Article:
NCC 2022 are proposing some dramatic improvements in residential energy use. This is, in principal a fantastic development and one that eTool very much supports. We do however feel that mandating 7 star NatHERS performance carries some risk and isn’t the most effective deployment of available capital for rapid decarbonisation. The reason is simple, there is much lower hanging fruit available in areas not covered by the NCC proposed changes. It’s also highly likely that the 7 Star requirements will lead to net-negative outcomes for the planet.
See below examples of the life cycle impacts (Global Warming Potential) of three detached residential buildings designs in each capitol city (averaged) selected because of their ubiquity (the homes selected are very standard display home products), plus an overall national population weighted average. Due to their relatively large size (and hence large thermal loads in comparison to other impacts) they represent a somewhat “best case” scenario of what improving thermal performance can achieve. The charts below indicate that moving from 6 to 7 stars doesn’t significantly move the needle on life cycle global warming impacts. Although moving from 6 to 7 stars delivers a 25% (average) saving in heating and cooling energy requirements, it only results in an average 2% reduction in life cycle impacts.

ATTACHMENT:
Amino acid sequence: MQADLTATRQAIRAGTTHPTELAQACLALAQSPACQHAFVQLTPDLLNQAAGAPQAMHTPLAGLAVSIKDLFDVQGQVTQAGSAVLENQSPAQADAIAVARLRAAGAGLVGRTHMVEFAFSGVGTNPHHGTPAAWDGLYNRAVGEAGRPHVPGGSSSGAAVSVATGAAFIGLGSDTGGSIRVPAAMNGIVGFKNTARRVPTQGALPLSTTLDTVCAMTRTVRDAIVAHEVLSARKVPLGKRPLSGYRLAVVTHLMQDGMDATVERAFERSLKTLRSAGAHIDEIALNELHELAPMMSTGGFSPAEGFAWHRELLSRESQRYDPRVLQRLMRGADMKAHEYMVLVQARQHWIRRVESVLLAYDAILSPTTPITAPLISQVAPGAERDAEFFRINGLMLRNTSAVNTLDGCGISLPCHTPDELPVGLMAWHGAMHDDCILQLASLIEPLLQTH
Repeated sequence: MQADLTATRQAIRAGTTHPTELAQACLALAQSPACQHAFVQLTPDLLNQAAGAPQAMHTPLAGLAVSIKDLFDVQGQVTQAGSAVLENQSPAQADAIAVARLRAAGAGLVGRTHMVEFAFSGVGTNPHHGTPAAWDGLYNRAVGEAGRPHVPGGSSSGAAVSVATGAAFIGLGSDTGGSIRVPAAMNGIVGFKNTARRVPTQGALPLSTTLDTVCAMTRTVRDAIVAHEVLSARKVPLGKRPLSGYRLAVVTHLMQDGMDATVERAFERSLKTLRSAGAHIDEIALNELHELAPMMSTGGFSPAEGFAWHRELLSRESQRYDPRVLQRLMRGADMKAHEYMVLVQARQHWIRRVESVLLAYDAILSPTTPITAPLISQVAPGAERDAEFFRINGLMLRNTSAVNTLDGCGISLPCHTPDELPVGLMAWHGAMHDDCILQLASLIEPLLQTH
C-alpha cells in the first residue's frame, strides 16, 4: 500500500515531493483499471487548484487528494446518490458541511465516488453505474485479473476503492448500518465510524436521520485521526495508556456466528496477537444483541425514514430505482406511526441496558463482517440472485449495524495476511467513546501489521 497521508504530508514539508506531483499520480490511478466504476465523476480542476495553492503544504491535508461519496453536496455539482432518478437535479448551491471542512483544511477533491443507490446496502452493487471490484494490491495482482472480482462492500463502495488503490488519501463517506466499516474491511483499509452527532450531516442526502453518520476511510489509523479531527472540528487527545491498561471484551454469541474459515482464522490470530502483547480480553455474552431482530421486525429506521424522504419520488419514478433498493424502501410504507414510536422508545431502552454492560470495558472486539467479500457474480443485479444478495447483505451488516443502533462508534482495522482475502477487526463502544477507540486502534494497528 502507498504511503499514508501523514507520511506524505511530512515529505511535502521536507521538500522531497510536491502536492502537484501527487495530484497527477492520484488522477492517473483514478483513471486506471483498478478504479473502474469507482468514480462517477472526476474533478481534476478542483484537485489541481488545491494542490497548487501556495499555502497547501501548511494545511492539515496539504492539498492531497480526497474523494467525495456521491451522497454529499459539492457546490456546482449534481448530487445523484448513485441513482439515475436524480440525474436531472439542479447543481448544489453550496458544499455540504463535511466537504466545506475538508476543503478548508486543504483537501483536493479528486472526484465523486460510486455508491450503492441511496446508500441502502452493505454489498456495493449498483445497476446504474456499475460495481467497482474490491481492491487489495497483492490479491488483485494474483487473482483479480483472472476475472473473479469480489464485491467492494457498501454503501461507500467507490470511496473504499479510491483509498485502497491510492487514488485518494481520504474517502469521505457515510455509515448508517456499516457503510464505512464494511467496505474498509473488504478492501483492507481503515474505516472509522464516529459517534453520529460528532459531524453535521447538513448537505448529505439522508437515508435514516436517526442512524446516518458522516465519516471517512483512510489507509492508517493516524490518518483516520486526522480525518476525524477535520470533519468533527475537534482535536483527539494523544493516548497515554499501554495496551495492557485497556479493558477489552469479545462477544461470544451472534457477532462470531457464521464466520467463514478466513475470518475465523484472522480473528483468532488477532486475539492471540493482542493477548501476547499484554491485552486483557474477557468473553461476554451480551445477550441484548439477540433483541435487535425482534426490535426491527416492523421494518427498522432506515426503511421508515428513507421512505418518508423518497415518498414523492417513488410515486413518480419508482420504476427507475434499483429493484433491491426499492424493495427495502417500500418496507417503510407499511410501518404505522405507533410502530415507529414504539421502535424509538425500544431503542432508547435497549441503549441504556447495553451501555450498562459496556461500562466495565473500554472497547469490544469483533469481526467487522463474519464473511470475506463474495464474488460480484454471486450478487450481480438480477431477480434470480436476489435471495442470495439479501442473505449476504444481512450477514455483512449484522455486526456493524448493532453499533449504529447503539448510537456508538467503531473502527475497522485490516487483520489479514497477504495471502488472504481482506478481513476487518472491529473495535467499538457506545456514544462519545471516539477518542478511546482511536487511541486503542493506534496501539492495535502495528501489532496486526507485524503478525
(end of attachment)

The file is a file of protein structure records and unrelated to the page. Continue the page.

While this change could make sense for particularly hot or particularly cold climates, such as Darwin, Hobart and Canberra, it makes significantly less sense for the more temperate areas of Sydney, Melbourne, Brisbane, Adelaide and Perth. So, the question is, can Australian new home buyers get better bang for buck elsewhere? The “Other Impacts” are broad (see below for a breakdown for the population weighted average example), but the two largest categories are outside of the proposed scope for NCC 2022. So, while eTool are supportive of improved thermal performance of buildings, we also see inherent risk associated with targeting this strategy in isolation. That is because, for homes to “rate” 7 stars in many temperature climates they require a lot of thermal mass (e.g. brick and concrete), so what the 2022 NCC may end up doing is discouraging the use of low carbon materials such as timber in preference of brick and concrete for thermal mass. This will in turn result in higher life cycle material impacts and ultimately higher net impacts, working against the intended goals of the amendments (to reduce greenhouse gas emissions).
Likewise, plug loads are another area – currently outside the NCC – that requires attention. Solar PV most certainly should play a role in reducing the impacts of the building, energy monitoring, and possibly other policy levers the government can pull to improve the energy efficiency of appliances. There’s other easy wins that should be addressed, higher efficiency HVAC, lower GWP refrigerant gases are good examples. Ultimately, life cycle assessment should be the cornerstone of any policy for reducing the environmental impacts of Australian residential and commercial buildings.